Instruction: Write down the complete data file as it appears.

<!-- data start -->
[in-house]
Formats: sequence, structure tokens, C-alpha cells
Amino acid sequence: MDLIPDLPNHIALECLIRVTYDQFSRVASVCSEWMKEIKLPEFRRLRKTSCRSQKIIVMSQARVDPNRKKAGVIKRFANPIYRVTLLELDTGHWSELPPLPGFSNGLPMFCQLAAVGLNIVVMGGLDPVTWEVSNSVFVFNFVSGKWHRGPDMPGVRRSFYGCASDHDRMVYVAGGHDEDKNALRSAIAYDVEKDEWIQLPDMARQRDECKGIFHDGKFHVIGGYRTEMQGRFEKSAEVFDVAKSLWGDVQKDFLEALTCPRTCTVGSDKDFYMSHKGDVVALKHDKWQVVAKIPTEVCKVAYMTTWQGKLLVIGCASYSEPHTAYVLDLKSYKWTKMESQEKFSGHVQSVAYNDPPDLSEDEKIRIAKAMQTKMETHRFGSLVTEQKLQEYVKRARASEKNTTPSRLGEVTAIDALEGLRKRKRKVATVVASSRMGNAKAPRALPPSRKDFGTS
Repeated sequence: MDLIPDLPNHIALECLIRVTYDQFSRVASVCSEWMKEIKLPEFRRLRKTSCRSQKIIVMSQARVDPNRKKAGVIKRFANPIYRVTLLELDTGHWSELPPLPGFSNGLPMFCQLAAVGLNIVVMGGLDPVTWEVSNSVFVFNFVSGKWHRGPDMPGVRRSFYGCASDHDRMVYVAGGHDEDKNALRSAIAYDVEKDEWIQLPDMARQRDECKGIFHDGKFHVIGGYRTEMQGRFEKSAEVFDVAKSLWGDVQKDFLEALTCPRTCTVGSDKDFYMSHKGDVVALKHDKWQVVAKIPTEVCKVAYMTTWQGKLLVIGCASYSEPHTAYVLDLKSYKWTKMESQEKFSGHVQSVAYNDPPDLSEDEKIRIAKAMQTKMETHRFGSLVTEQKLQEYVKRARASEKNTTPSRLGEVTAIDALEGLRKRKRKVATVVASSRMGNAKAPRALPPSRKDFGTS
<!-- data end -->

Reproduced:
[in-house]
Formats: sequence, structure tokens, C-alpha cells
Amino acid sequence: MDLIPDLPNHIALECLIRVTYDQFSRVASVCSEWMKEIKLPEFRRLRKTSCRSQKIIVMSQARVDPNRKKAGVIKRFANPIYRVTLLELDTGHWSELPPLPGFSNGLPMFCQLAAVGLNIVVMGGLDPVTWEVSNSVFVFNFVSGKWHRGPDMPGVRRSFYGCASDHDRMVYVAGGHDEDKNALRSAIAYDVEKDEWIQLPDMARQRDECKGIFHDGKFHVIGGYRTEMQGRFEKSAEVFDVAKSLWGDVQKDFLEALTCPRTCTVGSDKDFYMSHKGDVVALKHDKWQVVAKIPTEVCKVAYMTTWQGKLLVIGCASYSEPHTAYVLDLKSYKWTKMESQEKFSGHVQSVAYNDPPDLSEDEKIRIAKAMQTKMETHRFGSLVTEQKLQEYVKRARASEKNTTPSRLGEVTAIDALEGLRKRKRKVATVVASSRMGNAKAPRALPPSRKDFGTS
Repeated sequence: MDLIPDLPNHIALECLIRVTYDQFSRVASVCSEWMKEIKLPEFRRLRKTSCRSQKIIVMSQARVDPNRKKAGVIKRFANPIYRVTLLELDTGHWSELPPLPGFSNGLPMFCQLAAVGLNIVVMGGLDPVTWEVSNSVFVFNFVSGKWHRGPDMPGVRRSFYGCASDHDRMVYVAGGHDEDKNALRSAIAYDVEKDEWIQLPDMARQRDECKGIFHDGKFHVIGGYRTEMQGRFEKSAEVFDVAKSLWGDVQKDFLEALTCPRTCTVGSDKDFYMSHKGDVVALKHDKWQVVAKIPTEVCKVAYMTTWQGKLLVIGCASYSEPHTAYVLDLKSYKWTKMESQEKFSGHVQSVAYNDPPDLSEDEKIRIAKAMQTKMETHRFGSLVTEQKLQEYVKRARASEKNTTPSRLGEVTAIDALEGLRKRKRKVATVVASSRMGNAKAPRALPPSRKDFGTS